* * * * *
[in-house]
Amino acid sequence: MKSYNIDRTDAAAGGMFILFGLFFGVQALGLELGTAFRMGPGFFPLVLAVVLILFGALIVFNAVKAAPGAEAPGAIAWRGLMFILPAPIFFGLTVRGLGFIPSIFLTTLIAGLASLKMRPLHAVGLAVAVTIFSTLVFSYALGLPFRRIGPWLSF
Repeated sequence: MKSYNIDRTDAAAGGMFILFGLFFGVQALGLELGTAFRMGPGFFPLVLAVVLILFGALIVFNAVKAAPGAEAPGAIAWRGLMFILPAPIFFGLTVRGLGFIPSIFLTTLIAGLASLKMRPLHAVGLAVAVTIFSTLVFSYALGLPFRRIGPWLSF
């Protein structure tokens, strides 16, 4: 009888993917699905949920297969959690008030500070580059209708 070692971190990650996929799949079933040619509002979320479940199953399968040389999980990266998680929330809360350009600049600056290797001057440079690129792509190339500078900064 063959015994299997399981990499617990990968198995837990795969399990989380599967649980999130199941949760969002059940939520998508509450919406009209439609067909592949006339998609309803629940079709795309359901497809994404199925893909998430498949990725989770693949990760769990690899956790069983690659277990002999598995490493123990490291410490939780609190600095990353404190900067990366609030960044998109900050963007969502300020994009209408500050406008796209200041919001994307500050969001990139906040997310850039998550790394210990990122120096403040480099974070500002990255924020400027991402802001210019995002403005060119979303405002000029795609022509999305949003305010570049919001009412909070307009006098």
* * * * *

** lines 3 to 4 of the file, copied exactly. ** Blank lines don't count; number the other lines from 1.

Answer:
Repeated sequence: MKSYNIDRTDAAAGGMFILFGLFFGVQALGLELGTAFRMGPGFFPLVLAVVLILFGALIVFNAVKAAPGAEAPGAIAWRGLMFILPAPIFFGLTVRGLGFIPSIFLTTLIAGLASLKMRPLHAVGLAVAVTIFSTLVFSYALGLPFRRIGPWLSF
């Protein structure tokens, strides 16, 4: 009888993917699905949920297969959690008030500070580059209708 070692971190990650996929799949079933040619509002979320479940199953399968040389999980990266998680929330809360350009600049600056290797001057440079690129792509190339500078900064 063959015994299997399981990499617990990968198995837990795969399990989380599967649980999130199941949760969002059940939520998508509450919406009209439609067909592949006339998609309803629940079709795309359901497809994404199925893909998430498949990725989770693949990760769990690899956790069983690659277990002999598995490493123990490291410490939780609190600095990353404190900067990366609030960044998109900050963007969502300020994009209408500050406008796209200041919001994307500050969001990139906040997310850039998550790394210990990122120096403040480099974070500002990255924020400027991402802001210019995002403005060119979303405002000029795609022509999305949003305010570049919001009412909070307009006098």